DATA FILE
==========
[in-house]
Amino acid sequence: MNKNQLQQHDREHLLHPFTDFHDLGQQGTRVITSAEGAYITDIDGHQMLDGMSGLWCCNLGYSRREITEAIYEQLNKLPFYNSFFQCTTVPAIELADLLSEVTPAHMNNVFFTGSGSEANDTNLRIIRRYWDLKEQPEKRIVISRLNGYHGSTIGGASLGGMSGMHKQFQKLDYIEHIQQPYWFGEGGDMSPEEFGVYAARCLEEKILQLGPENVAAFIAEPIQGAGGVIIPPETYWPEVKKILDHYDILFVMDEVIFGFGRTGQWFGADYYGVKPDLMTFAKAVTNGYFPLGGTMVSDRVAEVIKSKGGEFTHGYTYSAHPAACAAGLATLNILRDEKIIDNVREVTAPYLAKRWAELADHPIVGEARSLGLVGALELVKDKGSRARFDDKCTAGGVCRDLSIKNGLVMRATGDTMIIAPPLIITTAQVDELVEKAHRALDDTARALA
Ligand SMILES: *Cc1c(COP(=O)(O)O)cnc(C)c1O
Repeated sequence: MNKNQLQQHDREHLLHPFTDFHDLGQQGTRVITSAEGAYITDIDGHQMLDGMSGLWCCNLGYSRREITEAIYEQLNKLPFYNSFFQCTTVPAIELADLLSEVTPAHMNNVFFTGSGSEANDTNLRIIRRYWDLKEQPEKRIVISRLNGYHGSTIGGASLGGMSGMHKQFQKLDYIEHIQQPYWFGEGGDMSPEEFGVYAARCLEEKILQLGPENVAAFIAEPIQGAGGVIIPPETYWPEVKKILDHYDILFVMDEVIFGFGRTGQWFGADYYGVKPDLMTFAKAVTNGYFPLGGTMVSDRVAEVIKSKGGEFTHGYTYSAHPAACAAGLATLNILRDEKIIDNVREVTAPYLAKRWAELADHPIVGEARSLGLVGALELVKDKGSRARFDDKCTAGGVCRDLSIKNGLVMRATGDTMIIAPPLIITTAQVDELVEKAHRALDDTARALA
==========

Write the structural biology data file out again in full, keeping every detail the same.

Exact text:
[in-house]
Amino acid sequence: MNKNQLQQHDREHLLHPFTDFHDLGQQGTRVITSAEGAYITDIDGHQMLDGMSGLWCCNLGYSRREITEAIYEQLNKLPFYNSFFQCTTVPAIELADLLSEVTPAHMNNVFFTGSGSEANDTNLRIIRRYWDLKEQPEKRIVISRLNGYHGSTIGGASLGGMSGMHKQFQKLDYIEHIQQPYWFGEGGDMSPEEFGVYAARCLEEKILQLGPENVAAFIAEPIQGAGGVIIPPETYWPEVKKILDHYDILFVMDEVIFGFGRTGQWFGADYYGVKPDLMTFAKAVTNGYFPLGGTMVSDRVAEVIKSKGGEFTHGYTYSAHPAACAAGLATLNILRDEKIIDNVREVTAPYLAKRWAELADHPIVGEARSLGLVGALELVKDKGSRARFDDKCTAGGVCRDLSIKNGLVMRATGDTMIIAPPLIITTAQVDELVEKAHRALDDTARALA
Ligand SMILES: *Cc1c(COP(=O)(O)O)cnc(C)c1O
Repeated sequence: MNKNQLQQHDREHLLHPFTDFHDLGQQGTRVITSAEGAYITDIDGHQMLDGMSGLWCCNLGYSRREITEAIYEQLNKLPFYNSFFQCTTVPAIELADLLSEVTPAHMNNVFFTGSGSEANDTNLRIIRRYWDLKEQPEKRIVISRLNGYHGSTIGGASLGGMSGMHKQFQKLDYIEHIQQPYWFGEGGDMSPEEFGVYAARCLEEKILQLGPENVAAFIAEPIQGAGGVIIPPETYWPEVKKILDHYDILFVMDEVIFGFGRTGQWFGADYYGVKPDLMTFAKAVTNGYFPLGGTMVSDRVAEVIKSKGGEFTHGYTYSAHPAACAAGLATLNILRDEKIIDNVREVTAPYLAKRWAELADHPIVGEARSLGLVGALELVKDKGSRARFDDKCTAGGVCRDLSIKNGLVMRATGDTMIIAPPLIITTAQVDELVEKAHRALDDTARALA